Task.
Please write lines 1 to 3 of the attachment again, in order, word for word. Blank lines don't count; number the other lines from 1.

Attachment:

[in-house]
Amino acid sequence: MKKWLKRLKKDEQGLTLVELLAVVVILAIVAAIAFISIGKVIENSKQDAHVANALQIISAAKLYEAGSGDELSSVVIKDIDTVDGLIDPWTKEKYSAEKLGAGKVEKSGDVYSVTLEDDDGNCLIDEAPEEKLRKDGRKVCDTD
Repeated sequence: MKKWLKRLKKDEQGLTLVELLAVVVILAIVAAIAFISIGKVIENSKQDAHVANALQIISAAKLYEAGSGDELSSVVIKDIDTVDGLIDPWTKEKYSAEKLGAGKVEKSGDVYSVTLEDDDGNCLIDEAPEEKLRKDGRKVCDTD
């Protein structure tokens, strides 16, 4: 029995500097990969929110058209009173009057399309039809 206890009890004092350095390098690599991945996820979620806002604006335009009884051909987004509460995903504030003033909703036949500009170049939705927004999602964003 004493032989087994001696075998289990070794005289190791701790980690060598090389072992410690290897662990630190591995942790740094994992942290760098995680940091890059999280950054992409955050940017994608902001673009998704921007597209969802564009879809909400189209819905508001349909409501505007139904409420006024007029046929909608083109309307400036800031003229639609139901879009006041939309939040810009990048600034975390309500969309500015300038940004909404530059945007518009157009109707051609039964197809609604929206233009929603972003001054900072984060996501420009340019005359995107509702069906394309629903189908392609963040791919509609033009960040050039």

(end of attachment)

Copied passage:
[in-house]
Amino acid sequence: MKKWLKRLKKDEQGLTLVELLAVVVILAIVAAIAFISIGKVIENSKQDAHVANALQIISAAKLYEAGSGDELSSVVIKDIDTVDGLIDPWTKEKYSAEKLGAGKVEKSGDVYSVTLEDDDGNCLIDEAPEEKLRKDGRKVCDTD
Repeated sequence: MKKWLKRLKKDEQGLTLVELLAVVVILAIVAAIAFISIGKVIENSKQDAHVANALQIISAAKLYEAGSGDELSSVVIKDIDTVDGLIDPWTKEKYSAEKLGAGKVEKSGDVYSVTLEDDDGNCLIDEAPEEKLRKDGRKVCDTD